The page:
Again, I think of a moving hymn by Charles Wesley:
Come let us join our friends above who have obtained the prize
and on the eagle wings of love to joys celestial rise.
Many of our friends have passed to the other side and have obtained the prize. And so we pray with Jesus: Give us bread for tomorrow.
Christ has died, Christ has risen, Christ will come again.
The Christian practice of Holy Communion celebrates the providence of God, the hospitality of Jesus Christ, and the foretaste of his kingdom. As we come to the table, we know that God provides for us; that the grace of Jesus Christ is offered to all people, and that the meal we share here is an anticipation of the banquet that has been prepared for all who will accept the invitation:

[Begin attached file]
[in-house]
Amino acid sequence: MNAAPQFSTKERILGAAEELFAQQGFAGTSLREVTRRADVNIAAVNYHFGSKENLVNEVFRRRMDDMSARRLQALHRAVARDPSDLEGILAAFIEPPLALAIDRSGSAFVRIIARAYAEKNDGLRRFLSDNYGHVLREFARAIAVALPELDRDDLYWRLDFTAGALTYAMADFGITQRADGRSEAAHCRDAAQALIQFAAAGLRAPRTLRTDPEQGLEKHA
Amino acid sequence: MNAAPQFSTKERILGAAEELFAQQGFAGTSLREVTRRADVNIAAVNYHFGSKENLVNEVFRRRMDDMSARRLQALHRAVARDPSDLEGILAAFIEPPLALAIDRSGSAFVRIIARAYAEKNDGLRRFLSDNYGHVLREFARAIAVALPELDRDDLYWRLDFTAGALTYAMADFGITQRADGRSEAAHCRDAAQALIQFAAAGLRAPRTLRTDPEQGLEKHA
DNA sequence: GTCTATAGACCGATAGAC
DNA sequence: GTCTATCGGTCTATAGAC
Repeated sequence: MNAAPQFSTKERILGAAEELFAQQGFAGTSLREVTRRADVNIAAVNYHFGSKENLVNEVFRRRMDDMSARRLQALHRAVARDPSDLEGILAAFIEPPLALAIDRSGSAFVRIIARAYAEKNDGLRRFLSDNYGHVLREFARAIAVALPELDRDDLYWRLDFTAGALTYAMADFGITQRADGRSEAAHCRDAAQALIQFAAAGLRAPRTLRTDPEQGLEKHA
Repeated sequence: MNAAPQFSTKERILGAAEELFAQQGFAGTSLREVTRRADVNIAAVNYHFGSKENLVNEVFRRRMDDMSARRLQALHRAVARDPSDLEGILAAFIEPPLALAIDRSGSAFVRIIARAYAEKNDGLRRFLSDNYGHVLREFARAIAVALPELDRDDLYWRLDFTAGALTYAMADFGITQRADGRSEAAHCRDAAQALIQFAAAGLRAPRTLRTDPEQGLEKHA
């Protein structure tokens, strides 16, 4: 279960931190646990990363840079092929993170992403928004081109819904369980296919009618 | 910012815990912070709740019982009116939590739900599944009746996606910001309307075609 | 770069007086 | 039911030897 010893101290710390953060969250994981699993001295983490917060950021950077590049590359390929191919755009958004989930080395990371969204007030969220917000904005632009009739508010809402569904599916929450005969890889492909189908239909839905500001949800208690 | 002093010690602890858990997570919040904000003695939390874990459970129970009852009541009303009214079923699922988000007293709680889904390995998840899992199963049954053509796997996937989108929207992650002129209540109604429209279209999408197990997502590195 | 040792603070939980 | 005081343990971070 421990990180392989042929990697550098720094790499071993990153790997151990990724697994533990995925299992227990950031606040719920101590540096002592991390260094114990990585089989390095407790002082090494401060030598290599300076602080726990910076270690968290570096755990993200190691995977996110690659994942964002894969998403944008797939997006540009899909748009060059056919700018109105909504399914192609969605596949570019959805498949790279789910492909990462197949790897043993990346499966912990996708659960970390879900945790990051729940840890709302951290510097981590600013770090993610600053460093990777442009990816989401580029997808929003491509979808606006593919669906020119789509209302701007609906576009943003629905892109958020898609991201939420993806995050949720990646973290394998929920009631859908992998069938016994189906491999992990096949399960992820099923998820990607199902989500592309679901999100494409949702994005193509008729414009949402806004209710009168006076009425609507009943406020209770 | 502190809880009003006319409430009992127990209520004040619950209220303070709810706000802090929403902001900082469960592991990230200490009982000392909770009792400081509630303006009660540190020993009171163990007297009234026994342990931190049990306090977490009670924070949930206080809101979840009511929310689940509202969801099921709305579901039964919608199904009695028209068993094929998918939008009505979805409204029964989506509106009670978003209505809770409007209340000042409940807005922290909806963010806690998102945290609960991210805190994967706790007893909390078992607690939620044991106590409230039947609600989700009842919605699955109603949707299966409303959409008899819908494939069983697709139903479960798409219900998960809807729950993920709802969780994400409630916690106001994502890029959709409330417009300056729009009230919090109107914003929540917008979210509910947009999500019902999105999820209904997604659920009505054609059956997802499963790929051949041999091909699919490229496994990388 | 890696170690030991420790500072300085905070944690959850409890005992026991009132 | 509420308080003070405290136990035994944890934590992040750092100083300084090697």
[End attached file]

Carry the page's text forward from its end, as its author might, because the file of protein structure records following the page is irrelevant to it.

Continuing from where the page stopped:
Come sinners to the gospel feast, let every soul be Jesus' guest
You need not one be left behind, for God hath bid all humankind.
Of course, we have not always welcomed everyone. In the history of American Methodist Christianity we recall the exclusion of Richard Allen and Absalom Jones from the fellowship of St. George's Church in Philadelphia. Allen, a freed slave and an active Methodist, would go on to found the African Methodist Episcopal Church in 1816 and serve as its first Bishop. This experience indicates a lack of hospitality that has led to a continued division. The Table of the Lord is a sign of God's grace but it also stands in judgment upon our failure to offer radical hospitality, and our willingness to settle for divided lives.